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Hair testing for cortisol by UPLC-MS/MS in a family: External cross-contamination from use of cortisol cream

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In the present study, an ultra-performance liquid chromatography-tandem mass spectrometry (UPLC-MS/MS) method was developed, validated, and applied for measuring cortisol in human hair. Baseline levels of cortisol in hair were taken from 12 control subjects, with concentrations for adult controls (n = 8) of 1.7 to 9.1 pg/mg and a median of 4.7 pg/mg and for child controls (n = 4) of 1.1 to 7.2 pg/mg and a median of 3.1 pg/mg. However, the concentrations in the hair of two children whose mother had been applying a cortisol-containing hand cream 2-3 times per week ranged from 30 to 390 pg/mg. No external contamination was observed with the children as judged from wash water concentrations. The mother had hair cortisol concentrations of 80-220 pg/mg. External contamination was observed in her proximal hair segments (0-4 cm) but not in distal ones (8-12 cm). In an experiment, cortisol cream (1%) was applied on the fingers of a subject, who then scratched the head hair once in a while. Hair was collected 1, 5, and 30 days after exposure to the cream. The cortisol level in the hair one day after exposure was 20-186 times higher than the pre-exposure level. High levels in the wash fraction agreed with external contamination. Cortisol concentrations in the hair at 5 and 30 days after exposure were 15-38 and 9-11 times higher, respectively, than the pre-exposure levels. However, no external contamination was suggested from the wash water concentrations in the hair collected 5 and 30 days after exposure. The results showed that the externally applied cortisol had, after some time, been incorporated into the hair matrix and was not removed by a pre-analysis washing. Therefore, the use of a standard decontamination procedure prior to analysis of hair may not be able to prevent the spread of cortisol from applied hand cream within a family.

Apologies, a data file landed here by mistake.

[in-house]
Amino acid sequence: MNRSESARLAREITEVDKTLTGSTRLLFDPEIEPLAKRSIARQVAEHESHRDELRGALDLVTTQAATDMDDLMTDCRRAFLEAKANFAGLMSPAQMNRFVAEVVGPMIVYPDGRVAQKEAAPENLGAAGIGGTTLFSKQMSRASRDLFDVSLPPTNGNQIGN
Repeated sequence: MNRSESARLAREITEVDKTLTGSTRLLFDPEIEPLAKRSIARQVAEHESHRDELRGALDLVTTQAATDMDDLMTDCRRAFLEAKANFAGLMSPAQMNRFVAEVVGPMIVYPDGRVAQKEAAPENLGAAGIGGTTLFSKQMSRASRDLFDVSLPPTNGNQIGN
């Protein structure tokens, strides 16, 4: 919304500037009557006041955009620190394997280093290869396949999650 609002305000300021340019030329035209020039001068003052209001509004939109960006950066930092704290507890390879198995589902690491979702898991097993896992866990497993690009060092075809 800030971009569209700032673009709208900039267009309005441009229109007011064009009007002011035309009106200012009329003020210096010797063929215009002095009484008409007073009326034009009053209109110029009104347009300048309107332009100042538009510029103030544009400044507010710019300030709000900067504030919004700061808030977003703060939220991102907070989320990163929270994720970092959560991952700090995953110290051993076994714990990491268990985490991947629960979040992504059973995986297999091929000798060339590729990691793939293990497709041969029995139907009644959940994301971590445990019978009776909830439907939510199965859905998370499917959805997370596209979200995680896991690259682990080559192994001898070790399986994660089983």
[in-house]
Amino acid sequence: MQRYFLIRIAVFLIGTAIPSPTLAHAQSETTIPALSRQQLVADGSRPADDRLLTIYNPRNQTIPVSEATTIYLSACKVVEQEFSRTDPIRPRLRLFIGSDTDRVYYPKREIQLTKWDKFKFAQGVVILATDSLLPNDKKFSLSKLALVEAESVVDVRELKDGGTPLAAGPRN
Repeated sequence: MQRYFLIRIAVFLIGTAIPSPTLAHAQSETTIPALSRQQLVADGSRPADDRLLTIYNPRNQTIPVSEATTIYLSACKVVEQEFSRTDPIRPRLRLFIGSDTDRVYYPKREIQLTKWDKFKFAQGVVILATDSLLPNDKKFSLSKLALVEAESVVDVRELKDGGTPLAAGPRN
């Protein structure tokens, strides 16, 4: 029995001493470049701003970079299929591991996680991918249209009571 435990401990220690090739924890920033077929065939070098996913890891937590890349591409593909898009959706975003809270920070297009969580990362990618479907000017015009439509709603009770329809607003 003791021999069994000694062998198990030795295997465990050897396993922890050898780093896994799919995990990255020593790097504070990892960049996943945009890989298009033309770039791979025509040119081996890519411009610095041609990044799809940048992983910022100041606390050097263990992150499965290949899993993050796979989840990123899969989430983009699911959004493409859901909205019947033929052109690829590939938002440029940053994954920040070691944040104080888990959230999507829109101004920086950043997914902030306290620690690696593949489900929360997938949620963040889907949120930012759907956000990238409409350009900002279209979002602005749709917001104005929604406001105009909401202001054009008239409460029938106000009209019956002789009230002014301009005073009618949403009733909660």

OriginalsprogEngelsk
TidsskriftForensic Science International
Vol/bind305
Sider (fra-til)109968
ISSN0379-0738
DOI
StatusE-pub ahead of print - 30 sep. 2019

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